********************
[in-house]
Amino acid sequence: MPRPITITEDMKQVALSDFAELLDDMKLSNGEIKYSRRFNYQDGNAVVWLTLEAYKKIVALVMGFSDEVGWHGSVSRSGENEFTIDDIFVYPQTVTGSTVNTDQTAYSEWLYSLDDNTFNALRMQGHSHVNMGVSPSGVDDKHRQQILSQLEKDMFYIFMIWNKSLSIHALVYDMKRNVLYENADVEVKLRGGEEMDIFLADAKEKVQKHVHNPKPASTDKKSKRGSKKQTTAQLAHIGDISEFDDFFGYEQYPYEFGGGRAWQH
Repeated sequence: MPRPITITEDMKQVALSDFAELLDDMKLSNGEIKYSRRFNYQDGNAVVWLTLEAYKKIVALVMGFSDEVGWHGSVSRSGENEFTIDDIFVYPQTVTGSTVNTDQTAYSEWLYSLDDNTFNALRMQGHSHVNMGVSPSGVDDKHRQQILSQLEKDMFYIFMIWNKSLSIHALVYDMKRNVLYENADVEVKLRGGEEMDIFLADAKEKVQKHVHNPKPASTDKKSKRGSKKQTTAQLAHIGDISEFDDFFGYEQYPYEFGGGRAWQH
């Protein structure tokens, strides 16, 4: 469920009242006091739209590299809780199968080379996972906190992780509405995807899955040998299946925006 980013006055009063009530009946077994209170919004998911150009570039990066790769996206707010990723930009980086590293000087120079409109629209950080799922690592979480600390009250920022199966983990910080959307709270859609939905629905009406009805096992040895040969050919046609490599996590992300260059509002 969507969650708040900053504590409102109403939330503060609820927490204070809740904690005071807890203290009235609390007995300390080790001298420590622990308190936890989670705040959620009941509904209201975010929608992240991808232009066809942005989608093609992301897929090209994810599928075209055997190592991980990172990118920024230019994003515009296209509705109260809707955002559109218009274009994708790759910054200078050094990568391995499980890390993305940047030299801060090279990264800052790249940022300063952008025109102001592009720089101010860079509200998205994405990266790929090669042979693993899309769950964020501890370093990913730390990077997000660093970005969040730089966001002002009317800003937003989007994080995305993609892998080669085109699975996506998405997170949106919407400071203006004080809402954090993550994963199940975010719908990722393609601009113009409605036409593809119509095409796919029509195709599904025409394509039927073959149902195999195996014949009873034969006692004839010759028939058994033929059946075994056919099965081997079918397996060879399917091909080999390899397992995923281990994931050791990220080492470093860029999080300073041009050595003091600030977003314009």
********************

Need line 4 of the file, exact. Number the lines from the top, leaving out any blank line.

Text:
């Protein structure tokens, strides 16, 4: 469920009242006091739209590299809780199968080379996972906190992780509405995807899955040998299946925006 980013006055009063009530009946077994209170919004998911150009570039990066790769996206707010990723930009980086590293000087120079409109629209950080799922690592979480600390009250920022199966983990910080959307709270859609939905629905009406009805096992040895040969050919046609490599996590992300260059509002 969507969650708040900053504590409102109403939330503060609820927490204070809740904690005071807890203290009235609390007995300390080790001298420590622990308190936890989670705040959620009941509904209201975010929608992240991808232009066809942005989608093609992301897929090209994810599928075209055997190592991980990172990118920024230019994003515009296209509705109260809707955002559109218009274009994708790759910054200078050094990568391995499980890390993305940047030299801060090279990264800052790249940022300063952008025109102001592009720089101010860079509200998205994405990266790929090669042979693993899309769950964020501890370093990913730390990077997000660093970005969040730089966001002002009317800003937003989007994080995305993609892998080669085109699975996506998405997170949106919407400071203006004080809402954090993550994963199940975010719908990722393609601009113009409605036409593809119509095409796919029509195709599904025409394509039927073959149902195999195996014949009873034969006692004839010759028939058994033929059946075994056919099965081997079918397996060879399917091909080999390899397992995923281990994931050791990220080492470093860029999080300073041009050595003091600030977003314009």